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Caring is needed, not just caution

17 April 2015

The Church must do more to help heal victims of abuse, says Peter Stell

"WHAT I need is a good listening to! For years that's what I wanted from the Church. Instead, my cries fell on deaf ears.

"They all turned their backs on me. No one wanted to know. No one cared. They said the right things, but did nothing to help me. I felt rejected and humiliated."

These words were spoken to me by a survivor, who came to talk about the abuse he had suffered at the hands of his vicar 25 years earlier. He had been a naïve teenager when his vicar befriended him and gave him special attention, which made up for the love that was missing in his home life.

"He became like a brother to me. He showered me with gifts, and even took me away on holiday with him. It was while we were in Devon that I was made to pay my way with sexual favours. This continued for two years. My life was a living hell. He broke me, and told me to keep quiet or else." The clergyman eventually died, but the survivor still suffers the consequences.

From my experience of working with victims, I well understand why survivors get frustrated at the Church for not listening, not believing, not understanding, and being overtly self-protectionist - for apparently not caring.

The Church believes that it is doing the right thing by providing mandatory safeguarding training, and issuing an abundance of revised policy documents; but safeguarding is only half the story.

What survivors need, if they are to become thrivers, is proper counselling, provided by the Church. The suffering was perpetrated by church "insiders" - even if those perpetrators were also abusing their positions in the institution - and the Church must provide the means to help survivors heal their wounds.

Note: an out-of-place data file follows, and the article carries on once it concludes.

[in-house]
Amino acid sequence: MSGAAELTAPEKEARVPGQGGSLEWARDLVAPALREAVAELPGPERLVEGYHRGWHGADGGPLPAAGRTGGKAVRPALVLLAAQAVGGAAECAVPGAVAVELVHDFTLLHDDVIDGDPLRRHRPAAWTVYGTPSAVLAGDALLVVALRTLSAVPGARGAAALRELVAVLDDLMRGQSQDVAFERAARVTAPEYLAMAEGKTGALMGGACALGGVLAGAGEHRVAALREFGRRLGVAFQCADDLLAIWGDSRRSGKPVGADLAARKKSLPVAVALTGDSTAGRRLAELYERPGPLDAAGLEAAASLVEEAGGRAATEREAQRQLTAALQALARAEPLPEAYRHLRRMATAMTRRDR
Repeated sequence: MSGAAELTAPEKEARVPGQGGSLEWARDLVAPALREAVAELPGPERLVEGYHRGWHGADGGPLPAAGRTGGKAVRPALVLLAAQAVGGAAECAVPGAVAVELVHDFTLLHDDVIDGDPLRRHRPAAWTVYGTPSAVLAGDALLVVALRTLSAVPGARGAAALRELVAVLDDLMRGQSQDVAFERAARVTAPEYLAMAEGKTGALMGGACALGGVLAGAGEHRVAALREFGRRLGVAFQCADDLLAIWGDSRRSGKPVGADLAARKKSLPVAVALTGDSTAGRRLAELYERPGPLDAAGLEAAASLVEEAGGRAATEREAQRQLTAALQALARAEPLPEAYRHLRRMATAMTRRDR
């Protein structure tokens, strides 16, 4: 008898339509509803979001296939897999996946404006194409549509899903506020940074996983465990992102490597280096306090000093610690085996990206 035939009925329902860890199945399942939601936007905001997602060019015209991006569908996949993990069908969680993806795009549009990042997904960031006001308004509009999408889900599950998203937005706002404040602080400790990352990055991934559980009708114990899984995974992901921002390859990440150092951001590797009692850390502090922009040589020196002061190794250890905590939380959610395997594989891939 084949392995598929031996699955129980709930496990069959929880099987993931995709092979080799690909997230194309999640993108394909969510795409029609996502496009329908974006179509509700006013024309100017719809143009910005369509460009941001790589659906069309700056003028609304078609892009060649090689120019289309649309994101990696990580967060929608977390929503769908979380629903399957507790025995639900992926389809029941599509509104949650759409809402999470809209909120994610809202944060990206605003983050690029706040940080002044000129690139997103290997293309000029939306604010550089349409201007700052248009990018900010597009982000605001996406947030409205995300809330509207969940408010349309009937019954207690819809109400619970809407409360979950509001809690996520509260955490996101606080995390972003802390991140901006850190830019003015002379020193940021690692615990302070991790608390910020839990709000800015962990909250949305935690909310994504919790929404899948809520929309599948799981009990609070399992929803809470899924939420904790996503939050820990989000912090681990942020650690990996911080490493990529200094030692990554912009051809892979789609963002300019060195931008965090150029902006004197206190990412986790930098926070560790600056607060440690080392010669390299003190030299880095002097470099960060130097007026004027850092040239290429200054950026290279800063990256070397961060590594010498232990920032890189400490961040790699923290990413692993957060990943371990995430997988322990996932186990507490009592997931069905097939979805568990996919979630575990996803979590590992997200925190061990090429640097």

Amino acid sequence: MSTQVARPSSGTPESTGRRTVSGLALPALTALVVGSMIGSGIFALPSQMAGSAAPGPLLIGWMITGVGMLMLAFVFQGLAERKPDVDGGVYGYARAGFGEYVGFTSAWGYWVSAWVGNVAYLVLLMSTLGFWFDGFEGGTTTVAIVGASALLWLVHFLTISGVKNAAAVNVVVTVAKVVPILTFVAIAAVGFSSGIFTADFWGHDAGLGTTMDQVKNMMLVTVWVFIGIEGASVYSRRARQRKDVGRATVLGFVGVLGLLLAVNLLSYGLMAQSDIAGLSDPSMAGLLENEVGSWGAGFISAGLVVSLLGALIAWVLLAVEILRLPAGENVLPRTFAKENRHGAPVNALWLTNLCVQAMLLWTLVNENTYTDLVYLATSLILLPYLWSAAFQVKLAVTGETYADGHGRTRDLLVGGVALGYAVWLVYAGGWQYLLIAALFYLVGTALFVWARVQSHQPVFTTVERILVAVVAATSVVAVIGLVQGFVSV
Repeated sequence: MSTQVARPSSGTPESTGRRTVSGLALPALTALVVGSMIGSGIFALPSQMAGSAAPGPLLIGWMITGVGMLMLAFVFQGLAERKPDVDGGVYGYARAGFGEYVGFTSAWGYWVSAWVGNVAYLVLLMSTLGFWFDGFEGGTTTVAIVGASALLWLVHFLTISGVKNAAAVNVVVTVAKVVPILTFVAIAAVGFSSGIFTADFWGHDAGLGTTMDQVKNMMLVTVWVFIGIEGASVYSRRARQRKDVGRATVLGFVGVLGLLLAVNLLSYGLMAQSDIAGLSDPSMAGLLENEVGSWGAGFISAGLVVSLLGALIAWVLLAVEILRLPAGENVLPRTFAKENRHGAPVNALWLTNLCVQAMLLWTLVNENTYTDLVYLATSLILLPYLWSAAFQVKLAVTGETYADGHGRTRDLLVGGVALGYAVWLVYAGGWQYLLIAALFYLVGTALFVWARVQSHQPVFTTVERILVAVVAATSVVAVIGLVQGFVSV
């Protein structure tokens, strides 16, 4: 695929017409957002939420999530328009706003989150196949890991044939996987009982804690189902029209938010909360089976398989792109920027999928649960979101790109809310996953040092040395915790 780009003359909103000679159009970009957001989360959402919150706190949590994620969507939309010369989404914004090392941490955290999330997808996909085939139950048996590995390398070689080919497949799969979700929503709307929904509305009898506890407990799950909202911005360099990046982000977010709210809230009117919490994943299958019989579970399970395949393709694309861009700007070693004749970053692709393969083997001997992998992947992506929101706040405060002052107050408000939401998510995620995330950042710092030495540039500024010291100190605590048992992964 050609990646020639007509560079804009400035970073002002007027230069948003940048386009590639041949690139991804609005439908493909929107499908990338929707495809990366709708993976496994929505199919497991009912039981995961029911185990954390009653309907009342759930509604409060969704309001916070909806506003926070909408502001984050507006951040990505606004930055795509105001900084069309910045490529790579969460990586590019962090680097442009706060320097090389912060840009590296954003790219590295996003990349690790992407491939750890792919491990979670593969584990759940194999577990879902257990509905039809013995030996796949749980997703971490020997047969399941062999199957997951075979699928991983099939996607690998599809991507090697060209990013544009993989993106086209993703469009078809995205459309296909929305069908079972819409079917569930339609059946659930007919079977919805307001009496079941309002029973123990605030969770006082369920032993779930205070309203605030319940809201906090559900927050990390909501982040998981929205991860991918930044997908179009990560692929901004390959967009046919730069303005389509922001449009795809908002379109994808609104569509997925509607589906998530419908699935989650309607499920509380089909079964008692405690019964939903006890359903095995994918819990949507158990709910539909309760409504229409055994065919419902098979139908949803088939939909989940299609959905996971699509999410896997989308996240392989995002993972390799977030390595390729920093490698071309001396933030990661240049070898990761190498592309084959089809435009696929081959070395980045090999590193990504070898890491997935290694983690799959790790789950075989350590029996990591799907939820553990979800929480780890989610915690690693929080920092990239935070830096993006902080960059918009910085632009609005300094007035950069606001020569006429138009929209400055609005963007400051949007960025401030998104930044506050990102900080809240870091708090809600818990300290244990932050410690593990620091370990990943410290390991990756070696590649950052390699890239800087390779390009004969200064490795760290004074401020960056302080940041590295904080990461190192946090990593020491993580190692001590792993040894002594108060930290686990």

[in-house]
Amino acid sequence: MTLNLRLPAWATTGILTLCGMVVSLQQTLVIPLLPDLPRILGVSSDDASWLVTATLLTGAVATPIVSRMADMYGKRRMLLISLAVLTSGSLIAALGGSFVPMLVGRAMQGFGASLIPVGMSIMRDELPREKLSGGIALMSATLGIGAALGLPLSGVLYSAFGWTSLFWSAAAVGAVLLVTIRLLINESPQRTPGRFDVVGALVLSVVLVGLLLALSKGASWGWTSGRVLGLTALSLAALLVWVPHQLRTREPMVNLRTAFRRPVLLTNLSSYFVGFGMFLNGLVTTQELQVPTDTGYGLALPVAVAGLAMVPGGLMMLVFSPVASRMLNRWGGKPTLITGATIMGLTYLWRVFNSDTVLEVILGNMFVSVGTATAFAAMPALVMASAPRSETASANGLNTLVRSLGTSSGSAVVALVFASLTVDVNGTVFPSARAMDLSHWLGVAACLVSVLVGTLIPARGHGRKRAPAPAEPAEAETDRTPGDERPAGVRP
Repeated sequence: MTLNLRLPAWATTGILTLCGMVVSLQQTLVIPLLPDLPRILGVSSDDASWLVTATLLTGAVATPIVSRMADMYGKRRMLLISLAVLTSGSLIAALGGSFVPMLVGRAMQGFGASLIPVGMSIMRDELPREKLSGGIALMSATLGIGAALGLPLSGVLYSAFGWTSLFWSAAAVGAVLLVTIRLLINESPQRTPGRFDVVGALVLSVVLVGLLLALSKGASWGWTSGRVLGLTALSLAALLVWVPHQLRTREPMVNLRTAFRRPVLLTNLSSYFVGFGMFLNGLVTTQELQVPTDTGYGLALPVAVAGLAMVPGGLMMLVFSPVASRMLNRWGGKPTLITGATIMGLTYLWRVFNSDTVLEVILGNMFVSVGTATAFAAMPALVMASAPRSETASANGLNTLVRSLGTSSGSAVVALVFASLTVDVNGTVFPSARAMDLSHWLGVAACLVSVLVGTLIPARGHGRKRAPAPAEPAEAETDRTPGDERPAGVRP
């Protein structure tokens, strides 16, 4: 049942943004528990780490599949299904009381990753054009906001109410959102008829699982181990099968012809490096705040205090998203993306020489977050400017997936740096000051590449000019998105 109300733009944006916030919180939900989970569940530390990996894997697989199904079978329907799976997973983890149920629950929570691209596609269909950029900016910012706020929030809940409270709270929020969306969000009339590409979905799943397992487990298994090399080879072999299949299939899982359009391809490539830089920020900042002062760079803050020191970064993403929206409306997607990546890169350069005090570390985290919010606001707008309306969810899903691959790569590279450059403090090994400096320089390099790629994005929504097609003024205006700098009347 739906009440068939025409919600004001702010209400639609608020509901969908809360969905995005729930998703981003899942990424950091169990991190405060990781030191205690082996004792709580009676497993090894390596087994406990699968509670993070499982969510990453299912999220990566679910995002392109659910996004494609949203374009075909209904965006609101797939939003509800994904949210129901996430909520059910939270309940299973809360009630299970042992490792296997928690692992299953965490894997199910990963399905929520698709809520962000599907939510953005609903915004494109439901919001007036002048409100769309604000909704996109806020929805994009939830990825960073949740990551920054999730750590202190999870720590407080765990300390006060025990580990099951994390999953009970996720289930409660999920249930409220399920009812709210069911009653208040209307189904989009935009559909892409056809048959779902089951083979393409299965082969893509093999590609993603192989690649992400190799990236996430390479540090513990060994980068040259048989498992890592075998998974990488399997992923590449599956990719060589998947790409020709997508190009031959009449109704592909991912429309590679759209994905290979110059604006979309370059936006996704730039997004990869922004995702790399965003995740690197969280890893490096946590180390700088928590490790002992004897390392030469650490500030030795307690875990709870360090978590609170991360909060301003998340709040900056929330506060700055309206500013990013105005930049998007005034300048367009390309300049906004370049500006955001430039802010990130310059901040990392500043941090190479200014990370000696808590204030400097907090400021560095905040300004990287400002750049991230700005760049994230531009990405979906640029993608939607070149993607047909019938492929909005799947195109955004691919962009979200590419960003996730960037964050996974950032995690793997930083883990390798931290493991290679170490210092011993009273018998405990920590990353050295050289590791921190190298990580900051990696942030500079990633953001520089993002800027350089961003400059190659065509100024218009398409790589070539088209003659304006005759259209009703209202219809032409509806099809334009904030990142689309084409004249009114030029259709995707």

Survivors who turn to the Church, whether as children or vulnerable adults, are in urgent need of competent, informed support from clergy, not fudge or grudge - First Call support that includes a level of competent pastoral care rather than a quizzical look at safeguarding.

The dioceses resist the idea of providing additional counselling training for clergy and appropriate others, instead preferring to make an onward referral to a listener or some external resource. As my survivor said, "The Church caused the problem; so it should provide the solution."

In my 25 years as a priest-psychotherapist, my dual role has not got in the way of providing good enough counselling support; and there are survivors who need their faith to be nurtured through a church-based counselling scheme. To miss this opportunity risks alienating another wounded soul.

The Church's cause is not helped by the fact that its policymakers in matters of safeguarding and working with survivors are archbishops, bishops, and senior clergy who, in the mind of many survivors, are part of the problem: they represent the all-powerful and secretive authority figures who were themselves responsible for the abuse, or played their part in the great clergy cover-up.

The solution is not to pass the buck, but to provide support by local Christian and secular therapists; a decent level of First Call counsellor training and supervision for clergy; and quality support for those clergy who are themselves survivors of abuse.

The Revd Dr Peter Stell is Lead Chaplain in Spiritual Care at Sue Ryder, Thorpe Hall Hospice, Peterborough, and a senior BACP accredited and registered psychotherapist.

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